Elon Musk, the meme-loving Tesla TSLA -1% chief executive that moves markets with his irreverent tweets, is apparently readying for war.
Musk, who’s recently gone all-in on the somewhat satirical cryptocurrency dogecoin—helping its price soar many thousands of percent to a mind-blowing $42 billion market capitalization—sees a “battle” coming between government-backed fiat currencies and protocol-based cryptocurrencies
“The true battle is between fiat and crypto,” Musk, who also runs the rocket company SpaceX, said this weekend via his preferred platform, Twitter. “On balance, I support the latter.”
Musk, who has said he plans to put a “literal dogecoin on the literal moon” with the SpaceX “DOGE-1 mission to the moon” early next year, has sent bitcoin and cryptocurrency prices on a roller coaster this year.
“I haven’t and won’t sell any [dogecoin],” Musk tweeted this week in response to an investing influencer’s claim Musk “has a large doge holding.”
In February, Musk sent bitcoin sharply higher when he announced Tesla had bought $1.5 billion worth of the cryptocurrency, boosting it still further when the company said it would accept bitcoin as payment. SpaceX has meanwhile said it will accept the meme-based dogecoin.
“This mission will demonstrate the application of cryptocurrency beyond Earth orbit and set the foundation for interplanetary commerce,” said SpaceX vice president of commercial sales Tom Ochinero.
However, Musk was partly blamed for a bitcoin and crypto crash this month following his criticism of bitcoin’s energy use—leading Tesla to suspend bitcoin payments until bitcoin “transitions to more sustainable energy.”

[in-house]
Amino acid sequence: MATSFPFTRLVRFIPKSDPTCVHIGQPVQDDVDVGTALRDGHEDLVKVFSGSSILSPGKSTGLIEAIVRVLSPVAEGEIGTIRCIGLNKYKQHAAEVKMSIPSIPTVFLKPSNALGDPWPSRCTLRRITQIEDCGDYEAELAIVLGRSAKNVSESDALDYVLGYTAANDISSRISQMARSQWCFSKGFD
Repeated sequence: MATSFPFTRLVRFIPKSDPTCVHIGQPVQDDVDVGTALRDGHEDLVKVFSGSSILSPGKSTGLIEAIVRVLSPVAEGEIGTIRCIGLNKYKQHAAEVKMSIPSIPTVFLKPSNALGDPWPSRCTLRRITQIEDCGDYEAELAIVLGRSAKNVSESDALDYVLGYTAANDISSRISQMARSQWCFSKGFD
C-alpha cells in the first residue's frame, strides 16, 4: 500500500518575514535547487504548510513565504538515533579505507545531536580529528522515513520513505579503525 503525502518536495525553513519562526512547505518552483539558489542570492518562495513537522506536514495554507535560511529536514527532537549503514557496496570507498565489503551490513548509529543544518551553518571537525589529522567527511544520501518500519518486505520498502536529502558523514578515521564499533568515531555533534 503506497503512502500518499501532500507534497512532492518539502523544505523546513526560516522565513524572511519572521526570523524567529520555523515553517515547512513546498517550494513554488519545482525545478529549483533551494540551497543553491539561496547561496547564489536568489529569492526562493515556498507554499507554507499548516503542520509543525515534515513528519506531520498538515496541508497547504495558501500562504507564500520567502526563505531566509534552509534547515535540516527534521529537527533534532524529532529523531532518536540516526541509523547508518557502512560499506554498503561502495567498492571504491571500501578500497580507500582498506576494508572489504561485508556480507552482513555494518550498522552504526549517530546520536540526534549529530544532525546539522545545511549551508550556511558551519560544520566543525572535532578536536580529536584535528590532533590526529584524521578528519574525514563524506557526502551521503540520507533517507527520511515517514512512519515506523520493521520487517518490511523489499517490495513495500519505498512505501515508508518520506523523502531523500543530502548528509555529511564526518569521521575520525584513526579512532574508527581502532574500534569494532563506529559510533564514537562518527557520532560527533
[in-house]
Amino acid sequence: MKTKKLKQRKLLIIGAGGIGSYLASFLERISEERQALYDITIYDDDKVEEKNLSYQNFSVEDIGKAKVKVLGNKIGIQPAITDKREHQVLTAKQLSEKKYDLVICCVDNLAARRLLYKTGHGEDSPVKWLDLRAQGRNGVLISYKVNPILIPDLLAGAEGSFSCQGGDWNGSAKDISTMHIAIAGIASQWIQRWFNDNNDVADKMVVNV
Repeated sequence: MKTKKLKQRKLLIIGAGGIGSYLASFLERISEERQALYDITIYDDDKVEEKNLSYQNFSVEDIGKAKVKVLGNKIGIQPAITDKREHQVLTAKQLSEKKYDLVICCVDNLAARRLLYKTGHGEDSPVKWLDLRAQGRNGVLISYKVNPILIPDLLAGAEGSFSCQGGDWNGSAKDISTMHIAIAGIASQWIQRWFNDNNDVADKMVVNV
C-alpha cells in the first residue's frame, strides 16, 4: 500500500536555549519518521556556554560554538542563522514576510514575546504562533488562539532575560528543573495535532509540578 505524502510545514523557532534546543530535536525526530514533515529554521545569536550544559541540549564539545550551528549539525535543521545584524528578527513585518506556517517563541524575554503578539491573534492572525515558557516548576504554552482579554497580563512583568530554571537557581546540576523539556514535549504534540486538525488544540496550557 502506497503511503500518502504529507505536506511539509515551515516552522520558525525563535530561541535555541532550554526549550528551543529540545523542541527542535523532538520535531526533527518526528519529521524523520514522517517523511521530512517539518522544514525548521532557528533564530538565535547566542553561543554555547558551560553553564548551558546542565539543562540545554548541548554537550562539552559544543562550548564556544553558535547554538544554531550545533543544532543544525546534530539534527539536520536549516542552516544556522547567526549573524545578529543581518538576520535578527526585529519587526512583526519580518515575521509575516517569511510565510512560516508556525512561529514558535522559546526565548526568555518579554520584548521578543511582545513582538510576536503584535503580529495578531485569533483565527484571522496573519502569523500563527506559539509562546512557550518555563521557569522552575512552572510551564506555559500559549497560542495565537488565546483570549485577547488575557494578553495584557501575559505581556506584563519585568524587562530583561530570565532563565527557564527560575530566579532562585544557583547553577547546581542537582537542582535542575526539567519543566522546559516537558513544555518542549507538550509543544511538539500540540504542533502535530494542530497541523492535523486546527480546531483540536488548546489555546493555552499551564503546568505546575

Musk appears to have had his prior interest in crypto galvanized by coronavirus pandemic-induced government spending over the last year, with many economists increasingly concerned over soaring inflation and rock-bottom interest rates.
“When fiat currency has negative real interest, only a fool wouldn’t look elsewhere,” Musk said via Twitter back in February, adding: “bitcoin is almost as BS as fiat money. The key word is ‘almost’.”
The U.S. Federal Reserve, along with many other of the world’s major central banks, has gone on a spending spree over the last year in an attempt to offset the economic damage wrought by lockdowns and the pandemic, leaving many investors fearful their dollars will be devalued by the huge increase in the supply of money.
“The onset of huge stimulus packages in response to the pandemic will continue to expose fiat currencies as dangerously inflation-prone and unstable—and with interest rates at rock bottom, there is little to be done to stop inflation continuing to rise,” Jai Bifulco, the chief commercial officer at precious metals investor Kinesis, said via email.
“It is only a matter of time before the changing sentiment toward fiat currencies will bring to reality a world in which they move out of the mainstream.”